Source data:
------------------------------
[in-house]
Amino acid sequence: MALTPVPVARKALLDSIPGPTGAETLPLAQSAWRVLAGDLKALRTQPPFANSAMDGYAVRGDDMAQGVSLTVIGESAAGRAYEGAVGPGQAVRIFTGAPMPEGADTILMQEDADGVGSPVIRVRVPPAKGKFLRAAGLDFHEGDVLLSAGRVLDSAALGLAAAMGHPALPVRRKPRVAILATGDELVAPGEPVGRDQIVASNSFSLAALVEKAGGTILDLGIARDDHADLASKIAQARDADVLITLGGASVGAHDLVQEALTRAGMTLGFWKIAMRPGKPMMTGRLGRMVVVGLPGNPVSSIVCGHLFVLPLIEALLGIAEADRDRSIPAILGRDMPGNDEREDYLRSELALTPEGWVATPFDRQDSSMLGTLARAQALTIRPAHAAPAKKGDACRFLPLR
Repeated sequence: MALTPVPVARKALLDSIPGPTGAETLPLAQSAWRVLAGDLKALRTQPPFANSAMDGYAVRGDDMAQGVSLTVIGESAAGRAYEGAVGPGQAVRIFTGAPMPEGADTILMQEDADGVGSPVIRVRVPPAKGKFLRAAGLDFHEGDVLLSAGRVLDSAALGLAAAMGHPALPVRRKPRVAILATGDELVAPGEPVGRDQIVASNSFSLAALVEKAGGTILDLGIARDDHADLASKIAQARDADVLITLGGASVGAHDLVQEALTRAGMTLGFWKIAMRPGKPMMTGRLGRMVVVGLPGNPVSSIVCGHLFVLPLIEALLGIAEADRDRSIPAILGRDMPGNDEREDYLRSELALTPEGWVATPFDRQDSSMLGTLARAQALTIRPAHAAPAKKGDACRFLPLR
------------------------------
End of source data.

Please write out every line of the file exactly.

[in-house]
Amino acid sequence: MALTPVPVARKALLDSIPGPTGAETLPLAQSAWRVLAGDLKALRTQPPFANSAMDGYAVRGDDMAQGVSLTVIGESAAGRAYEGAVGPGQAVRIFTGAPMPEGADTILMQEDADGVGSPVIRVRVPPAKGKFLRAAGLDFHEGDVLLSAGRVLDSAALGLAAAMGHPALPVRRKPRVAILATGDELVAPGEPVGRDQIVASNSFSLAALVEKAGGTILDLGIARDDHADLASKIAQARDADVLITLGGASVGAHDLVQEALTRAGMTLGFWKIAMRPGKPMMTGRLGRMVVVGLPGNPVSSIVCGHLFVLPLIEALLGIAEADRDRSIPAILGRDMPGNDEREDYLRSELALTPEGWVATPFDRQDSSMLGTLARAQALTIRPAHAAPAKKGDACRFLPLR
Repeated sequence: MALTPVPVARKALLDSIPGPTGAETLPLAQSAWRVLAGDLKALRTQPPFANSAMDGYAVRGDDMAQGVSLTVIGESAAGRAYEGAVGPGQAVRIFTGAPMPEGADTILMQEDADGVGSPVIRVRVPPAKGKFLRAAGLDFHEGDVLLSAGRVLDSAALGLAAAMGHPALPVRRKPRVAILATGDELVAPGEPVGRDQIVASNSFSLAALVEKAGGTILDLGIARDDHADLASKIAQARDADVLITLGGASVGAHDLVQEALTRAGMTLGFWKIAMRPGKPMMTGRLGRMVVVGLPGNPVSSIVCGHLFVLPLIEALLGIAEADRDRSIPAILGRDMPGNDEREDYLRSELALTPEGWVATPFDRQDSSMLGTLARAQALTIRPAHAAPAKKGDACRFLPLR